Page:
Welcome to the BATLab’s Weekly Lit Review, where every week we post peer-reviewed papers relevant to our research projects.
This week, take a look at this cool study published in 2016 in the Journal of Medical Internet Research:
Background: Gay, bisexual, and other men who have sex with men (GBMSM) accounted for 67% of new US human immunodeficiency virus (HIV) infections in 2012; however, less than 40% of HIV-positive GBMSM are virally suppressed. Preventing transmission from virally unsuppressed men who have condomless anal sex (CAS) with serodiscordant partners is a public health imperative. New HIV infections in GBMSM are attributed in part to online access to sex partners; therefore, low-cost eHealth interventions are a unique opportunity to reach men where they meet partners.
Objective: To describe the protocol of a randomized controlled trial evaluating whether video-based messaging delivered online may lead to reductions in serodiscordant CAS and increased HIV disclosure.
Methods: Sex Positive![+] is a two-arm, phase III, video-based randomized controlled trial delivered online to GBMSM living with HIV. Participants in the intervention arm receive 10 video vignettes grounded in social learning and social cognitive theories that are designed to elicit critical thinking around issues of HIV transmission and disclosure. Participants in the attention control arm receive 10 video vignettes that focus on healthy living. All videos are optimized for mobile viewing. The study protocol includes five online assessments conducted over a 1-year period among 1500 US white, black, or Hispanic/Latino GBMSM living with HIV who report suboptimal antiretroviral therapy (ART) adherence or a detectable viral load in the past 12 months and recent CAS (past 6 months) with HIV-negative or unknown status male partners. Compared to the control arm, we hypothesize that men who watch the intervention videos will report at 12-month follow-up significantly fewer serodiscordant CAS partners, increased HIV disclosure, and improved social cognition (eg, condom use self-efficacy, perceived responsibility).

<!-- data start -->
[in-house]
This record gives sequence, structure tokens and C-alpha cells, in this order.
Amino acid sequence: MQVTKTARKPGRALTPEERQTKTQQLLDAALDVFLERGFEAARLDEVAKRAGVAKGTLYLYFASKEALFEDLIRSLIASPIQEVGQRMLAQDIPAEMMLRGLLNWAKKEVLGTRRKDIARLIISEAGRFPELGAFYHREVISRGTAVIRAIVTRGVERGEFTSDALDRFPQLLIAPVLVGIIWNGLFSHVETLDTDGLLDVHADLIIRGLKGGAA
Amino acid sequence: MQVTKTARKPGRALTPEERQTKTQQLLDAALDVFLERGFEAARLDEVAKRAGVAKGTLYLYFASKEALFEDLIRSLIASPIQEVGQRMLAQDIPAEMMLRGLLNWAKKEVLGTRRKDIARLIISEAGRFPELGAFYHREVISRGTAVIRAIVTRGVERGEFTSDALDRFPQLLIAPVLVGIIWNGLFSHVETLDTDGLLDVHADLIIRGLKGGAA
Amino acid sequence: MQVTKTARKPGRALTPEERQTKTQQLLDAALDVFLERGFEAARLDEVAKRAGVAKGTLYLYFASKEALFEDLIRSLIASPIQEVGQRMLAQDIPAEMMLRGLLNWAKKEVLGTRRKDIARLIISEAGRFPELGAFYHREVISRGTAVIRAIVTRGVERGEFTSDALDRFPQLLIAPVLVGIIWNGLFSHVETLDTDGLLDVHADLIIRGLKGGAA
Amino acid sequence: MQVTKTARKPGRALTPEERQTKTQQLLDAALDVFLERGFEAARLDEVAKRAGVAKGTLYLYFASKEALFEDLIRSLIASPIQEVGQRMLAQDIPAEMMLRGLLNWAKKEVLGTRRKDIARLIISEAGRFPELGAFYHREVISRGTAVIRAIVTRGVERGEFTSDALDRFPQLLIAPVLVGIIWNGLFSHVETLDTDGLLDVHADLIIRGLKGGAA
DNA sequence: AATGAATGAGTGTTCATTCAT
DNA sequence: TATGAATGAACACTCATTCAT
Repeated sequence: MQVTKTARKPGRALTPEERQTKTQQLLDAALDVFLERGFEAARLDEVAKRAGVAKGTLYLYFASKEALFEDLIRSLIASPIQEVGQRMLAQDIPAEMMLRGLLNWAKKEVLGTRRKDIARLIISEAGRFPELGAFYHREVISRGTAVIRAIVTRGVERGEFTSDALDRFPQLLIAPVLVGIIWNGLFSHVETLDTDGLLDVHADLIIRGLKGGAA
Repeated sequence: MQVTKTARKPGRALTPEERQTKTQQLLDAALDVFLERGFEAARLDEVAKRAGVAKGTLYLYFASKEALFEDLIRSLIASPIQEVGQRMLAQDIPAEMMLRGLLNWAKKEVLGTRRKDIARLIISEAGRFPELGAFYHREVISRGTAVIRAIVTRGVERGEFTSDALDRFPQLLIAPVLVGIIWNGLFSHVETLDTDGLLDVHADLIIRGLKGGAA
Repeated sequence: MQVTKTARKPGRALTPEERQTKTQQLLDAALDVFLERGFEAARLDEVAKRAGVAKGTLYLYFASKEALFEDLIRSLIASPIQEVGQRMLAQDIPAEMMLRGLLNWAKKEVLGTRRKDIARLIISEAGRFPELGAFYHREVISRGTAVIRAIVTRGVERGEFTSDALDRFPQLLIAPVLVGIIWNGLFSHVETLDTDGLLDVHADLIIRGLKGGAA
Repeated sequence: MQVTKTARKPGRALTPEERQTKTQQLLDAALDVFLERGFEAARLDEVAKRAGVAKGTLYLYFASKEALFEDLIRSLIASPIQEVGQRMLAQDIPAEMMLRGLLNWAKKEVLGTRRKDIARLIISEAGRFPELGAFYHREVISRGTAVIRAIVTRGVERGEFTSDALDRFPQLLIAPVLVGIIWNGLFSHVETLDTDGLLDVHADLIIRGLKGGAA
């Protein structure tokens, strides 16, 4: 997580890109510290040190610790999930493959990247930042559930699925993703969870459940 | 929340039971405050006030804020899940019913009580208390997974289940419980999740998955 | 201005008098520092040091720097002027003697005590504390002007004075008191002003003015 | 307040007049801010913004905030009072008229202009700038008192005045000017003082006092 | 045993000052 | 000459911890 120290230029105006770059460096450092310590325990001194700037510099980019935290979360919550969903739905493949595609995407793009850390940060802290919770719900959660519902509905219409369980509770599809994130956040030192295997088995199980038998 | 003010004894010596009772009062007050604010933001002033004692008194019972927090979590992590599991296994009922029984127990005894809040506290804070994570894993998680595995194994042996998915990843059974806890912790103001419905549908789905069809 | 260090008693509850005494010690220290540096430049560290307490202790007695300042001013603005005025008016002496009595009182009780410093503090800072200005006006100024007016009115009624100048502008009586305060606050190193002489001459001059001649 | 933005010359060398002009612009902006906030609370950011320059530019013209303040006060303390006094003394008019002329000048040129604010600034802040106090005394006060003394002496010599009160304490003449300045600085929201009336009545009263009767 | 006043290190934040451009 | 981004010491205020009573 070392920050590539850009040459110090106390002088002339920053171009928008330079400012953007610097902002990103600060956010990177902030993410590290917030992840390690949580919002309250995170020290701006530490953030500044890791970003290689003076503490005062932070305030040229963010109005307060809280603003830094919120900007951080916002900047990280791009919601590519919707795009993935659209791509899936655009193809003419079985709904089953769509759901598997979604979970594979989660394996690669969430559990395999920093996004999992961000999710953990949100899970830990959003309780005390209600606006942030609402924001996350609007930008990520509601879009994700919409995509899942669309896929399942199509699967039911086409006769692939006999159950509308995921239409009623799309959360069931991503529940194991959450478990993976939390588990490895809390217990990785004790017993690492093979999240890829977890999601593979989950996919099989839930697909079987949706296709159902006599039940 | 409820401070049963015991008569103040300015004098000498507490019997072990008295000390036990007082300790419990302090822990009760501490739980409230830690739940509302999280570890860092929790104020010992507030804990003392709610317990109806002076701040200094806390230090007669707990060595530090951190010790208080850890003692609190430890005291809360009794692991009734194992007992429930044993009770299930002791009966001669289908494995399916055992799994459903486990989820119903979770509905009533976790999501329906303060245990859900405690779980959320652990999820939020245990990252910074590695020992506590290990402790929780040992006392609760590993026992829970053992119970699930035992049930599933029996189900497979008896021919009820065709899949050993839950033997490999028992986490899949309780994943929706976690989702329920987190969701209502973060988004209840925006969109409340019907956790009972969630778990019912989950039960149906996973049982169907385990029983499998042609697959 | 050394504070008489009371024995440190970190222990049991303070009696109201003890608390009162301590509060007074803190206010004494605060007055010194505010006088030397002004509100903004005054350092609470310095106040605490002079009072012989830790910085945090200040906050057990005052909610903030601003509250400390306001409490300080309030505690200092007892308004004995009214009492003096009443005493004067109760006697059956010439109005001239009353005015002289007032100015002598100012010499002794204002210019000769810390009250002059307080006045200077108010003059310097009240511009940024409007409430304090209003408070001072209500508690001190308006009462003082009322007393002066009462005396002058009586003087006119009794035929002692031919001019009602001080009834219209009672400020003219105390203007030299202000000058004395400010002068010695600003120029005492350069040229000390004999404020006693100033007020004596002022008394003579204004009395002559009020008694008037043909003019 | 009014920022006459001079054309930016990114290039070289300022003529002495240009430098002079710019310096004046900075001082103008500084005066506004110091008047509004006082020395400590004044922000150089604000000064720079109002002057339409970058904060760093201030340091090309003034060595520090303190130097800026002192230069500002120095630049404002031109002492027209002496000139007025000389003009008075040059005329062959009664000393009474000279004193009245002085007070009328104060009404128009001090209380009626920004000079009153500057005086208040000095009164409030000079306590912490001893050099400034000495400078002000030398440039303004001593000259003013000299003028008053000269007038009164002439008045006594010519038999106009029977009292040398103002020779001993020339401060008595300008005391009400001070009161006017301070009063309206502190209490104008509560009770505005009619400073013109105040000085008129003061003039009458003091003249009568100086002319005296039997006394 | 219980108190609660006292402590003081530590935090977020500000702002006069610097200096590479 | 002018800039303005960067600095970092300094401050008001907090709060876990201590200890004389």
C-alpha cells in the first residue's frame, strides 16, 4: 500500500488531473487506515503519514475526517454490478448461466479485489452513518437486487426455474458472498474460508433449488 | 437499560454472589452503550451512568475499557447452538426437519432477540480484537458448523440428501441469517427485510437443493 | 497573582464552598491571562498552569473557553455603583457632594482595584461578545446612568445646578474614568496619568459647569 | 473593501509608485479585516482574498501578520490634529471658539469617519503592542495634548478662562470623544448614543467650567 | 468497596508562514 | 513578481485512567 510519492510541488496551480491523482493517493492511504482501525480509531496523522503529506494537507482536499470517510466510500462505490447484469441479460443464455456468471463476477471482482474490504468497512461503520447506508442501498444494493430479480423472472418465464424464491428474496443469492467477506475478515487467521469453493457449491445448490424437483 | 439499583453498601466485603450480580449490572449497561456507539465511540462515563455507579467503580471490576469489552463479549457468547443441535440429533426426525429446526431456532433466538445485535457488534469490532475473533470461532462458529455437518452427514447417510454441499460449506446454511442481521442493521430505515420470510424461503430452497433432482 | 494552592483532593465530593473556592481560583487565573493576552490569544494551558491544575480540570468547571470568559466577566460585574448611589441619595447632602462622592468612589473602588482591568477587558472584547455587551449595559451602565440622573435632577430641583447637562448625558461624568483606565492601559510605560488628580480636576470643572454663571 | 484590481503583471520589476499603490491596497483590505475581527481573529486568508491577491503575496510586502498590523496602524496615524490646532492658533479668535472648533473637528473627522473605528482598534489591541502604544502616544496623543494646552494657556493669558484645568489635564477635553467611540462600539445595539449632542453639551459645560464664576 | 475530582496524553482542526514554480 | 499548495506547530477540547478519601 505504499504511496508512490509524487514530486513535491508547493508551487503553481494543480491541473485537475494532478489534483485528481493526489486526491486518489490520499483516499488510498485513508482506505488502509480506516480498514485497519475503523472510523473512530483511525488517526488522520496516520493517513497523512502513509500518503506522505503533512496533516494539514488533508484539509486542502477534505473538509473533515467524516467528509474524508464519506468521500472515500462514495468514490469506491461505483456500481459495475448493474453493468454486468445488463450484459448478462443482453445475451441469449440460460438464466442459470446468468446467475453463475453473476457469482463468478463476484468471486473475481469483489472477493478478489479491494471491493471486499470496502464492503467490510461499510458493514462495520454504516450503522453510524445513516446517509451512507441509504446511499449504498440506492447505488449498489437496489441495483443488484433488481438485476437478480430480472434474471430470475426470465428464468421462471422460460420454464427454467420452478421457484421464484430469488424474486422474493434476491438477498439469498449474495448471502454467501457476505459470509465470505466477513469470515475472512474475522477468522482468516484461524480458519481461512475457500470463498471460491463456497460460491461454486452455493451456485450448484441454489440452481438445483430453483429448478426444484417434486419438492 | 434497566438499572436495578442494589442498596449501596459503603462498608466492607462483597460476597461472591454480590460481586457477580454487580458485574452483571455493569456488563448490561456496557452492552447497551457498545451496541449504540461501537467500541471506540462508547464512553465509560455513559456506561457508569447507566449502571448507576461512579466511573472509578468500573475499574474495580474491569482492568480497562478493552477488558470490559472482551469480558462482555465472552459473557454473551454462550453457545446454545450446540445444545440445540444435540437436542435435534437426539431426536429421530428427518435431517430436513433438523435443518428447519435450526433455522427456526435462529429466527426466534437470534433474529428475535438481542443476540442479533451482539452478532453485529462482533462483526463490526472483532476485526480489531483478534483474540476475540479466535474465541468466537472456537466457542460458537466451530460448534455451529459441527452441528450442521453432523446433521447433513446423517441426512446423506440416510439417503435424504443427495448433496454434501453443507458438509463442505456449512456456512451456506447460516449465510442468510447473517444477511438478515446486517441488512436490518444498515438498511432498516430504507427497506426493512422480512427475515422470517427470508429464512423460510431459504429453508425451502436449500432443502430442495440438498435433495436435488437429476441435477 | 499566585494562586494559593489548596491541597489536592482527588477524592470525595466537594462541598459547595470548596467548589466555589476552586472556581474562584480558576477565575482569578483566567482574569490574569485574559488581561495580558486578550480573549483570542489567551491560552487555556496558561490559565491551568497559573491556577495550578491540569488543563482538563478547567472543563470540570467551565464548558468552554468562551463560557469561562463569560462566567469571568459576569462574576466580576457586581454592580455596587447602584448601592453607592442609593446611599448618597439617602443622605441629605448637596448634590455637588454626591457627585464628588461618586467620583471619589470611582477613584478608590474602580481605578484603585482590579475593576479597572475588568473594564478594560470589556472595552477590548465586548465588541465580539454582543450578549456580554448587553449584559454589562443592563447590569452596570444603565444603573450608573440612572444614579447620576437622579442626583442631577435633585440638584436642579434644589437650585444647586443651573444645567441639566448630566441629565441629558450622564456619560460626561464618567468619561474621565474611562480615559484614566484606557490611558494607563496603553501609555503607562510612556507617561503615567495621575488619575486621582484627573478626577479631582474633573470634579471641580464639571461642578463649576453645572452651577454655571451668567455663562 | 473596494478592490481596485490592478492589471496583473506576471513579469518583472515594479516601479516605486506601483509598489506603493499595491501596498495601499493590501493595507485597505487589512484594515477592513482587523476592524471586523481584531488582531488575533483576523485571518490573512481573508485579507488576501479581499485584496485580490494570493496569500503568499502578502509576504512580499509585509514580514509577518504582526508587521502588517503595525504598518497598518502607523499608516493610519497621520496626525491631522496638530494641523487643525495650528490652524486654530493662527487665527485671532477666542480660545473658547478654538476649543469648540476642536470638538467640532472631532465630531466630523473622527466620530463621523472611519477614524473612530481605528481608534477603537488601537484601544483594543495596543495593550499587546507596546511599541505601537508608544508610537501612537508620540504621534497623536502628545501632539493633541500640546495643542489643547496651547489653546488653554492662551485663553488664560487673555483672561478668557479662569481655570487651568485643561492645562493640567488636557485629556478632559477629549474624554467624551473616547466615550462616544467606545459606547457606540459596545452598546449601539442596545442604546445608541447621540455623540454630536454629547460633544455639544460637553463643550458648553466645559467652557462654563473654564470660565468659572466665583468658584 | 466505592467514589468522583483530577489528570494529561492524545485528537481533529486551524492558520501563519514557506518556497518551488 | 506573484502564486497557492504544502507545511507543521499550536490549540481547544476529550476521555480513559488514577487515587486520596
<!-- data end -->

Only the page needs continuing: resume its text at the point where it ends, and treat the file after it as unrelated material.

Results: Participant recruitment began in June 2015 and ended in December 2015.
Conclusions: This protocol describes the underlying theoretical framework and measures, study design, recruitment challenges, and antifraud measures for an online, video-based randomized controlled trial that has the potential to decrease HIV transmission risk behaviors among HIV-positive GBMSM who struggle with ART adherence. The Sex Positive![+] intervention allows for participation through multiple Internet-based mediums and has the potential to reach and engage a broader population of HIV-positive GBMSM who are virally unsuppressed.
This article was written by:
- Sabina Hirshfield1, PhD ; Martin J Downing Jr1, PhD ; Jeffrey T Parsons2, PhD ; Christian Grov3, MPH, PhD ; Rachel J Gordon4, MPH, MD ; Steven T Houang1, BA ; Roberta Scheinmann1, MPH ; Patrick S Sullivan5, PhD, DVM ; Irene S Yoon1, MSc ; Ian Anderson6, BA ; Mary Ann Chiasson1, DrPH
Contributors are from:
1Public Health Solutions, Research and Evaluation, New York, NY, United States
2Center for HIV/AIDS Educational Studies and Training (CHEST), Department of Psychology, and the Graduate Center of the City University of New York (CUNY), Hunter College, New York, NY, United States
3Center for HIV/AIDS Educational Studies and Training (CHEST), Graduate School of Public Health and Health Policy, City University of New York, New York, NY, United States
4Division of Infectious Diseases, Departments of Medicine and Epidemiology, Columbia University, New York, NY, United States
5Rollins School of Public Health, Department of Epidemiology, Emory University, Atlanta, GA, United States
6Smart + Strong, New York, NY, United States
Read more here: DOI: 10.2196/resprot.5554